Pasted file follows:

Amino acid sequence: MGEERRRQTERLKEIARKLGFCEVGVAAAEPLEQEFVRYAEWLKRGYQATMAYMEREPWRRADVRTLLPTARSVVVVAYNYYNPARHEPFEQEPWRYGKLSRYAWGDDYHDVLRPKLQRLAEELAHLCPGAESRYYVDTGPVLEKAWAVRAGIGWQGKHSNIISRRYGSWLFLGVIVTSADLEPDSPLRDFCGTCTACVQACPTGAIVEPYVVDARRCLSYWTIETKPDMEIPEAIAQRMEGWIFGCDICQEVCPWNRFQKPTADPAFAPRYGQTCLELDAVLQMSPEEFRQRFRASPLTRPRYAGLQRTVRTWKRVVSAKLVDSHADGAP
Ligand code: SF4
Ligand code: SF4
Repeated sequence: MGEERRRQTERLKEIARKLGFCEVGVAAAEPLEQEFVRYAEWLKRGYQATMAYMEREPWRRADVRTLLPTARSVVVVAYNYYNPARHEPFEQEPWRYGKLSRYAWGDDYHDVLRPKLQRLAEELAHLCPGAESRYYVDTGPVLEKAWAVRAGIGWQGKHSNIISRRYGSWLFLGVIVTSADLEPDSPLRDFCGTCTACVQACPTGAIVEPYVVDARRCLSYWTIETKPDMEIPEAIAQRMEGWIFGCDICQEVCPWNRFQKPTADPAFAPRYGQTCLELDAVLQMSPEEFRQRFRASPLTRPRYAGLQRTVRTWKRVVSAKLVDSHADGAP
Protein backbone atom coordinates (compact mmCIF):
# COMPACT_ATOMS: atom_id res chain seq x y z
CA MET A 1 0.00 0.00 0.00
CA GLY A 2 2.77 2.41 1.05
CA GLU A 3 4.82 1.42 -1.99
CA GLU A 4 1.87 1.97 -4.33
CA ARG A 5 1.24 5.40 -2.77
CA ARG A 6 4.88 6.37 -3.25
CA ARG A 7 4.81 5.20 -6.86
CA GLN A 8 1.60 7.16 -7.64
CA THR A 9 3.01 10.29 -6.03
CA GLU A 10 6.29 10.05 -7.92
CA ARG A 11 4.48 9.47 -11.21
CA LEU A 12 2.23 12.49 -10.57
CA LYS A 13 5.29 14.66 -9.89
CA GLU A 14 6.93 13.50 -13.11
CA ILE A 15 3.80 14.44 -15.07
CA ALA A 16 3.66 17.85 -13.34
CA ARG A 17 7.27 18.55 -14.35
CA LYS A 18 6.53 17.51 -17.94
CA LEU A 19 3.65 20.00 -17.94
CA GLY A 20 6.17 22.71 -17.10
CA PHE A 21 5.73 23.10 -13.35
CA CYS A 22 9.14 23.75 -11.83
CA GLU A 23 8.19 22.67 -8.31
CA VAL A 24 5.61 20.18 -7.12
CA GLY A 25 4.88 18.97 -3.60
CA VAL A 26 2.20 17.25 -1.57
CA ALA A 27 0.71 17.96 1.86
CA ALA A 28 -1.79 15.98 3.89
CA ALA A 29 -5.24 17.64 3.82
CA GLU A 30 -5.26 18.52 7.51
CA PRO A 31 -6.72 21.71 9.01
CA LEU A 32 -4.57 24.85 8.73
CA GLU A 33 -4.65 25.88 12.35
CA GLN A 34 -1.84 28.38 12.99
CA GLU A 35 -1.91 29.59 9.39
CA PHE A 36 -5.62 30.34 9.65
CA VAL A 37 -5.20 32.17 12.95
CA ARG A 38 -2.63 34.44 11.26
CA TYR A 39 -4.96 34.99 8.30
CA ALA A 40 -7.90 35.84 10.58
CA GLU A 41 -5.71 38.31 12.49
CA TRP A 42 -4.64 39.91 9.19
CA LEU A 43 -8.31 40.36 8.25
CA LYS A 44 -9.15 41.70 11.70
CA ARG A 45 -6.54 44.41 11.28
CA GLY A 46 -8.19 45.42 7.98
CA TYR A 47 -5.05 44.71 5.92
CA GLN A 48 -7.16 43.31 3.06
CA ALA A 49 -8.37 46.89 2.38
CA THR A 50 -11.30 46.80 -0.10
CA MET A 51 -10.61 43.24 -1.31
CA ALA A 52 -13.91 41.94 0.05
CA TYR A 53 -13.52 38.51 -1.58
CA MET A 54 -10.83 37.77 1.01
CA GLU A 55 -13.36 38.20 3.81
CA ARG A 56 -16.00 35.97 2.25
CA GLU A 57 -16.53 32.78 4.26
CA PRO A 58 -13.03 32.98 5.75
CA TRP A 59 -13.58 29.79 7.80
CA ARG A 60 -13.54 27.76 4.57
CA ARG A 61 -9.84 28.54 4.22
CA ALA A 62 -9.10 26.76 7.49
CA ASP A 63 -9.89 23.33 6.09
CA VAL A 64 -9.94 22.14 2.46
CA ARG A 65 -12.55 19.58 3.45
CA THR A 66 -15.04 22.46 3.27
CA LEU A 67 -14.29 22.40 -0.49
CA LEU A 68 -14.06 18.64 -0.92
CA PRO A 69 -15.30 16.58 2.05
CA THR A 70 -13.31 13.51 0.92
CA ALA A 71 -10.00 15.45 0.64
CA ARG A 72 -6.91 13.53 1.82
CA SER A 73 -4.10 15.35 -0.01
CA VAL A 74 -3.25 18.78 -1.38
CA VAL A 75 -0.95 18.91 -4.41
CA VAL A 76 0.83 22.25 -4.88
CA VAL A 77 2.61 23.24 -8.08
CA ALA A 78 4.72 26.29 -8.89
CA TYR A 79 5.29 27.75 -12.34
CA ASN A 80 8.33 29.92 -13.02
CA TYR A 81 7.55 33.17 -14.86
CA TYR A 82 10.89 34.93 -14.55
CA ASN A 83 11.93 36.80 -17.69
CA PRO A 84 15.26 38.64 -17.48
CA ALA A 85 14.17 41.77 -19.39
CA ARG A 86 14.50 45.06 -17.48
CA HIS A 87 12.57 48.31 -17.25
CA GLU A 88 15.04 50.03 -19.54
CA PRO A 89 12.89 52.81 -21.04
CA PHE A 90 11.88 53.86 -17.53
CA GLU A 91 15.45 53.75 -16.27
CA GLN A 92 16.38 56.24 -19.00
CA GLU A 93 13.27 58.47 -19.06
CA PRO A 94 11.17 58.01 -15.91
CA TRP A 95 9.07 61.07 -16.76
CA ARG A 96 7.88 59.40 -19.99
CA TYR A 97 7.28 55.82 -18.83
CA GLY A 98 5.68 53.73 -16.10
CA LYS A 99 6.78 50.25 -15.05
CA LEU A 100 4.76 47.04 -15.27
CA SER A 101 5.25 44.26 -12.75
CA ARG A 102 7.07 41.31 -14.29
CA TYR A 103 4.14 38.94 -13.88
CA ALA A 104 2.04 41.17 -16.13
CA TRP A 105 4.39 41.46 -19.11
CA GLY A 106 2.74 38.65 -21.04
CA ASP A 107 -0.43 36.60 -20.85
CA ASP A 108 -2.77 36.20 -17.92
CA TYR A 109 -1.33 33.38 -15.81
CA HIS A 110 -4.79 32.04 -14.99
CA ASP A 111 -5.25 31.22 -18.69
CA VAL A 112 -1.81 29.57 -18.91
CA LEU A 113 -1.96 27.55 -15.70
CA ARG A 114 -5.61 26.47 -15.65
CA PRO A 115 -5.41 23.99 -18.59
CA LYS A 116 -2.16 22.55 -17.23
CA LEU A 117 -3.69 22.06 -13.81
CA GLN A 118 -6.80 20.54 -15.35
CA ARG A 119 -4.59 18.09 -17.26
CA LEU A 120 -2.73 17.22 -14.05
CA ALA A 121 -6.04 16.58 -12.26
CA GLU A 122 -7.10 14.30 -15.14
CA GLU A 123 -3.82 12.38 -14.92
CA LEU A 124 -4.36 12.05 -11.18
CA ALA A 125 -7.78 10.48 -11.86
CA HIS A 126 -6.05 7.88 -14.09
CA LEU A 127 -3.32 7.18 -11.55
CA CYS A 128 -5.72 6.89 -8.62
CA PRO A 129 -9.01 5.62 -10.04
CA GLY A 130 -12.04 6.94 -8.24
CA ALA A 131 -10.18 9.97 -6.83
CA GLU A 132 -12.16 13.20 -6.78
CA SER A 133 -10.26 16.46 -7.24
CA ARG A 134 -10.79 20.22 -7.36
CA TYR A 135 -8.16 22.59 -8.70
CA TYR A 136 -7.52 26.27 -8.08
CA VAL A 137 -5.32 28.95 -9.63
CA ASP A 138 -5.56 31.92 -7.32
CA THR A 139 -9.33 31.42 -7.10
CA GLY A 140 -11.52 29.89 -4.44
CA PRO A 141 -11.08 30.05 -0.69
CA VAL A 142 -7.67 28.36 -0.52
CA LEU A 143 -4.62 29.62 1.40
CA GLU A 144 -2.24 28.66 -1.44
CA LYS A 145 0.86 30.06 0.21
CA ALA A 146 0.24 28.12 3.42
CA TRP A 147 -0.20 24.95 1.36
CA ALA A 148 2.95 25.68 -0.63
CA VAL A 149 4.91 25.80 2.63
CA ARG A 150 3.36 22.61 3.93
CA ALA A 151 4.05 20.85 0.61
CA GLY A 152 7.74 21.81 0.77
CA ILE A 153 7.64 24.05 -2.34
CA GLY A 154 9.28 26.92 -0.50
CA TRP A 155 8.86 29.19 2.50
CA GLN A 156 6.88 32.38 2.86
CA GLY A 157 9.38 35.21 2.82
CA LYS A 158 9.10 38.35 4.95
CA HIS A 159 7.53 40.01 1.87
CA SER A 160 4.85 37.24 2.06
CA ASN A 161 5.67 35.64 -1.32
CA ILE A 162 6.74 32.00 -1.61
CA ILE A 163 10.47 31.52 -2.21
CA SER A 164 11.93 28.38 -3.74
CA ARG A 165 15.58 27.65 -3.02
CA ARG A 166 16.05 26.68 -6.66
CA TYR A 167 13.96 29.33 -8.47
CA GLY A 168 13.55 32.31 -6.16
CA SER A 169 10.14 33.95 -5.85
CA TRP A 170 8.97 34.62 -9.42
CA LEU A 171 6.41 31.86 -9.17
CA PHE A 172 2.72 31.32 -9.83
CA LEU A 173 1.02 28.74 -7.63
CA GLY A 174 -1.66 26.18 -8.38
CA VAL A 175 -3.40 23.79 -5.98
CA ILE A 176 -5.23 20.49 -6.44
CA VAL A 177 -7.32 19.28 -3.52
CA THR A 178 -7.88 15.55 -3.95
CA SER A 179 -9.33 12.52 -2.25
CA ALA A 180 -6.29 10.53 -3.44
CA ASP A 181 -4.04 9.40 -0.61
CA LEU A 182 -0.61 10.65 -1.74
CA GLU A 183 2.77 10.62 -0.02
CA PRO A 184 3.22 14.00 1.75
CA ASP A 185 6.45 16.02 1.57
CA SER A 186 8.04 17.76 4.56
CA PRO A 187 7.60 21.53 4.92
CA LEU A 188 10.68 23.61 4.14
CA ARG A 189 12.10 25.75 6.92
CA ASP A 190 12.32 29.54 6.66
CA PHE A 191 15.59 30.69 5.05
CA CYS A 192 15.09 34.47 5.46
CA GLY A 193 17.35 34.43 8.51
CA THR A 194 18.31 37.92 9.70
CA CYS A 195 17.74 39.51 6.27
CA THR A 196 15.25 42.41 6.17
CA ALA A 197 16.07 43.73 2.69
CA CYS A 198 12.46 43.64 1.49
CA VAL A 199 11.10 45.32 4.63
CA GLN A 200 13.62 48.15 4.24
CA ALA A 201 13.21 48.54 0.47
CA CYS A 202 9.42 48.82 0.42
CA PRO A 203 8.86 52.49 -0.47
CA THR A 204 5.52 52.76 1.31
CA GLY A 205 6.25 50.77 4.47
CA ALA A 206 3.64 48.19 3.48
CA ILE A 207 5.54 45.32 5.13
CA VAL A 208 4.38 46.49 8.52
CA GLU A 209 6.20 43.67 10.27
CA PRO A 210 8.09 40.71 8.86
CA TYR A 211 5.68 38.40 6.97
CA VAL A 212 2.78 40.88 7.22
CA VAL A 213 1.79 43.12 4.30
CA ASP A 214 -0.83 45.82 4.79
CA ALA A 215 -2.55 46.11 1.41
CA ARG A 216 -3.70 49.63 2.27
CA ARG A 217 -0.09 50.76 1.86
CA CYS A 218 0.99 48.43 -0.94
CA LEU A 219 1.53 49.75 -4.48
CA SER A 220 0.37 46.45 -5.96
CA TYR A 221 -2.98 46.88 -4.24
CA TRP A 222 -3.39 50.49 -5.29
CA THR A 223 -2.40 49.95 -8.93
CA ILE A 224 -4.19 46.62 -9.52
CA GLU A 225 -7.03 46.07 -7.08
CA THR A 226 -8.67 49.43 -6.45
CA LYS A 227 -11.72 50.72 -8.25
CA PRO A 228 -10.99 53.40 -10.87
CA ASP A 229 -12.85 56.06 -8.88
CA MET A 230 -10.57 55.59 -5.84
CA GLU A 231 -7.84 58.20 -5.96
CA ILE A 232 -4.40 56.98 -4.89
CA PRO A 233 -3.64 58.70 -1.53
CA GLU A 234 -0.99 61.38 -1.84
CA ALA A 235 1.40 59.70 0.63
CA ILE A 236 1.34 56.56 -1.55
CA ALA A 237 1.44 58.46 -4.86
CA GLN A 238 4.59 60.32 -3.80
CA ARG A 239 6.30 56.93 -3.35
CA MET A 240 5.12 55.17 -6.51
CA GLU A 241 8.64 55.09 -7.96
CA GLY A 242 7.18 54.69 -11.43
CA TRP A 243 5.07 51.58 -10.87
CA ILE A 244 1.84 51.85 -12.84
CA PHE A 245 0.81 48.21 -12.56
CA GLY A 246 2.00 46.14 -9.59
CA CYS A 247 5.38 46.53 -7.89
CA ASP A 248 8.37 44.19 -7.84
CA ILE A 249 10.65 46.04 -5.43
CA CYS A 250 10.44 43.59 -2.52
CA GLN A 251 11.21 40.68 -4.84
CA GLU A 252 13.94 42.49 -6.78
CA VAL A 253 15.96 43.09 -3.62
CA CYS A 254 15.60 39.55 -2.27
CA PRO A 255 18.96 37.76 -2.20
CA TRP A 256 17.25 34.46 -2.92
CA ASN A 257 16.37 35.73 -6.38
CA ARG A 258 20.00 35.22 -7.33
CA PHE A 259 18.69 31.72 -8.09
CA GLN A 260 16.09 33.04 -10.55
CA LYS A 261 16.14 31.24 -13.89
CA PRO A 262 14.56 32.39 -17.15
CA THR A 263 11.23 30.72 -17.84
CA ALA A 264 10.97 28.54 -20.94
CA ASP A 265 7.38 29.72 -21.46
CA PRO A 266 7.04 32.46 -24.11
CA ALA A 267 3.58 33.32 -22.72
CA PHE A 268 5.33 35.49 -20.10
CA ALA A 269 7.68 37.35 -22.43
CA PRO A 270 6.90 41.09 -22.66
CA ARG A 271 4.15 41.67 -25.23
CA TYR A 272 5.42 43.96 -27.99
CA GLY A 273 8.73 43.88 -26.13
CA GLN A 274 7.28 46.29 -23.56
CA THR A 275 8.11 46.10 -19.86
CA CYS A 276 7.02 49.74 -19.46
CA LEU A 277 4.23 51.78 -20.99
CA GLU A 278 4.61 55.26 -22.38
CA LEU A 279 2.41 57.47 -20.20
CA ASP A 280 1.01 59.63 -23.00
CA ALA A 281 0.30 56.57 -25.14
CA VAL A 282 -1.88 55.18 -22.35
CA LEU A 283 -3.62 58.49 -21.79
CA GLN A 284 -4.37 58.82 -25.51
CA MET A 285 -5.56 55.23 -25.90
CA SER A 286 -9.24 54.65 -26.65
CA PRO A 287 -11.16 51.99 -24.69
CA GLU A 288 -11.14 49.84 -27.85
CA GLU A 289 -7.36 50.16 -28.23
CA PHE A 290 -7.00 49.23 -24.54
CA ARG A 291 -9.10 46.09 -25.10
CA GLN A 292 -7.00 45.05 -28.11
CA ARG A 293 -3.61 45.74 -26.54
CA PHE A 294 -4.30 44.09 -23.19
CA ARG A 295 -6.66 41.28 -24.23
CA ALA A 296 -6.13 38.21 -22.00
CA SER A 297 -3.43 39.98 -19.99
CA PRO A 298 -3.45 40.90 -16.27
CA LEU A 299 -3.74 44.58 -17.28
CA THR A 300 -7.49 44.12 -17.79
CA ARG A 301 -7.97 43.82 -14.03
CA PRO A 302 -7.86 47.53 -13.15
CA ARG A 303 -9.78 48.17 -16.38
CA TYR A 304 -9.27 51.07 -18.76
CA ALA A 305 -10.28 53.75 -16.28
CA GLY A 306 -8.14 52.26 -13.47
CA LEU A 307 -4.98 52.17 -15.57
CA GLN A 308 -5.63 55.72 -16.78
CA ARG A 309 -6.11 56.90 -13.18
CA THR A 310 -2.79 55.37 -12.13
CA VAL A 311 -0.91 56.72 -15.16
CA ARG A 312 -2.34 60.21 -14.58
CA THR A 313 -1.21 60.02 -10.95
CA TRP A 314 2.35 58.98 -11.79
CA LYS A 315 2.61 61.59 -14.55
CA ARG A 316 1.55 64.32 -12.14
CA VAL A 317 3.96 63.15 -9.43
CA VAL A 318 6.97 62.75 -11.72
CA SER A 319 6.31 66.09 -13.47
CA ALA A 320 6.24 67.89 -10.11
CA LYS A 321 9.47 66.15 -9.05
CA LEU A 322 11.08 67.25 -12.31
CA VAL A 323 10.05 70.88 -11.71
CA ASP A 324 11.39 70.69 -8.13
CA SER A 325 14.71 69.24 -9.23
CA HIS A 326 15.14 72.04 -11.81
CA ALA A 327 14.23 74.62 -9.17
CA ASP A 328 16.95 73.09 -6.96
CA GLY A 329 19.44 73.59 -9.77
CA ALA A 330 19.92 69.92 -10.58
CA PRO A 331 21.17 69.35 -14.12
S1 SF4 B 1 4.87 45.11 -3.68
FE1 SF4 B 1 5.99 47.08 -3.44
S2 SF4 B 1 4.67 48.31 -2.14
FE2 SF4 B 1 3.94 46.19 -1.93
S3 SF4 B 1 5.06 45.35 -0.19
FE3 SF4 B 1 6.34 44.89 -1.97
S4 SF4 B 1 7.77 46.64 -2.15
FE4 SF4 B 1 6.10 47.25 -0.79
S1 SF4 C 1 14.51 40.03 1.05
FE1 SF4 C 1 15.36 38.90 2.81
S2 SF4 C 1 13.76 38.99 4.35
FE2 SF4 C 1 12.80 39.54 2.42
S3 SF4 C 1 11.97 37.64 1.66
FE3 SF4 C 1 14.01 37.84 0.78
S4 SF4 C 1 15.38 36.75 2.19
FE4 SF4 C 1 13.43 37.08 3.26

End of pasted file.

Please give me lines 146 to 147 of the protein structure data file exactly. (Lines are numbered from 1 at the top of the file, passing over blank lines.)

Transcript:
CA GLY A 140 -11.52 29.89 -4.44
CA PRO A 141 -11.08 30.05 -0.69